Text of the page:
Ann Corcoran, at Refugee Resettlement Watch, said shutting down refugee resettlement would virtually eliminate the influx from four dangerous countries.

“It would significantly stop the Syrians, Somalis, Sudanese and Iraqis,” she said.

Very few people from these four countries typically get to the United States on visa programs such as student visas and work visas.

“I don’t know how many get here on the diversity visa lottery but I think the refugees represent the most significant portion of people from those countries getting in,” Corcoran said.

The diversity visa lottery program allows in about 50,000 foreign nationals per year into the U.S. on green cards from countries that do not have a history of sending many immigrants to the United States.

Sen. Tom Cotton in his new immigration bill has put forth a plan that would cut in half the overall number of green cards issued per year while doing away with the diversity visa lottery.

Meatpackers losing cheap labor

Bloomberg News Friday published an article explaining that one industry in particular, which it called “Big Meat,” is going to be affected by the draw down on the refugee limit that Trump is contemplating.

The meatpacking industry has been increasingly feeding off of refugee labor, a trend that started under the presidency of Bill Clinton, said Corcoran, who went on a nationwide fact-finding tour of meatpacking towns last summer.

“Clinton made Bosnian Muslim refugees available to his friends in the meatpacking industry,”she said.

In 2006 President George W. Bush raided meatpacking plants in several states and arrested more than 1,300 illegal-alien workers, Bloomberg reports. The industry responded by doubling down on its pursuance of refugee labor, replacing Mexicans and Central Americans with refugees from Somalia and Myanmar. They would work just as cheaply as the Mexicans but with the added benefit that they were living in the U.S. at the invitation of the federal government — all perfectly legal.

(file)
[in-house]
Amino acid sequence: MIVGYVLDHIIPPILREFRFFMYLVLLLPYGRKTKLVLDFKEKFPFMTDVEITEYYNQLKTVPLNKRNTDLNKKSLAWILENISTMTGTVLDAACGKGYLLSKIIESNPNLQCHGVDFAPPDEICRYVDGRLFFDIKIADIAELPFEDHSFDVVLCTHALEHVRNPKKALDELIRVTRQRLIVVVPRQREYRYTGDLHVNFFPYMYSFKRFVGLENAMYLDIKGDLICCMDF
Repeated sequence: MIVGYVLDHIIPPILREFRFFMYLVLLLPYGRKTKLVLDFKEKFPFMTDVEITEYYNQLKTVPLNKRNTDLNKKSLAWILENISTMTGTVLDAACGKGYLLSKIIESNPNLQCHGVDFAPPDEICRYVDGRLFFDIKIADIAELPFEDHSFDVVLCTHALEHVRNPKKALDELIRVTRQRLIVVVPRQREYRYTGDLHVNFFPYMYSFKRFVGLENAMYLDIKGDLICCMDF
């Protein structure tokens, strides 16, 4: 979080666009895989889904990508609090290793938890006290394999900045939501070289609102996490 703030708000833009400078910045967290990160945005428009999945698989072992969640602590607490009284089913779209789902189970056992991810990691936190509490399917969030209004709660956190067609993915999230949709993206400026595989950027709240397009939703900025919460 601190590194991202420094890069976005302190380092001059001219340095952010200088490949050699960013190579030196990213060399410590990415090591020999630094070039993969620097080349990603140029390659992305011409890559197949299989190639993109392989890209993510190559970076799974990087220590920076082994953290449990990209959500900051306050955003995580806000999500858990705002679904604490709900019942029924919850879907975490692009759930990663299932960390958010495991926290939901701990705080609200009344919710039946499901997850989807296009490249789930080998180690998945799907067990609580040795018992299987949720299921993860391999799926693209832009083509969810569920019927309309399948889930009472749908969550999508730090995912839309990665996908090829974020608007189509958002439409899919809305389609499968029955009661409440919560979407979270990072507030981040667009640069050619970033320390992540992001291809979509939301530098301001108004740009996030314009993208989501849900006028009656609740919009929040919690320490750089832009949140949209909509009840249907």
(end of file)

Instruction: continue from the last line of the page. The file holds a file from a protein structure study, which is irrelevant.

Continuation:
Over the next decade Big Meat became addicted to refugee labor.

Bloomberg visited the Cargill plant in Fort Collins, Colorado, and observed:

“Many of the workers at a Cargill Meat Solutions plant that’s the town’s largest employer emigrated from Somalia and Myanmar and had been waiting months, if not years, for relatives to join them. Now they’re afraid that reunion might never happen. As a result, the plant in Fort Morgan and other meatpacking plants in the U.S. that have dozens of openings may have to scramble to find a new labor pool.”

“Maybe if they didn’t have this refugee labor they would have to raise the wage and hire Americans,” Corcoran told WND. “But there would never have been an article like this in Bloomberg if Trump were not president. You’d never see an author for Bloomberg, a leading disseminator of business news, admitting this program benefits ‘Big Meat.'”

More lawsuits waiting

There are 13 judicial circuits in the U.S. and 11 of them now have active lawsuits against Trump’s temporary travel ban. So if they fail in the Washington state suit they’re ready to forge ahead in another jurisdiction.

“I think Trump’s people need to really get clever and stick it to the other side,” Corcoran said. “Go back and rescind and re-craft this thing.”

“But I am contending he could stop the program now at 35,000 and he’s perfectly in his right to do that,” she continued. “On this extreme vetting I would make sure there were enormous hurdles to jump through from those dangerous countries. You wouldn’t have to say you ban everyone but make it difficult to prove various complex hurdles that it would effectively accomplish the same thing through regulations. I hope he gets on to this idea instead of trying to ram executive orders through the courts when the Supreme Court is stacked now in a way he cannot win.

“I’m not sure I’d want to see that right now. At best that is a 4-4 scenario right now.”

Relying on emotion rather than facts, the media have joined the protest to bewail the plight of Syrian “refugees” and imply those who support Trump are “bigots” and “Islamophobes.” Some sane counterpoint is in order and you will find it in the new investigative book “Stealth Invasion” by Leo Hohmann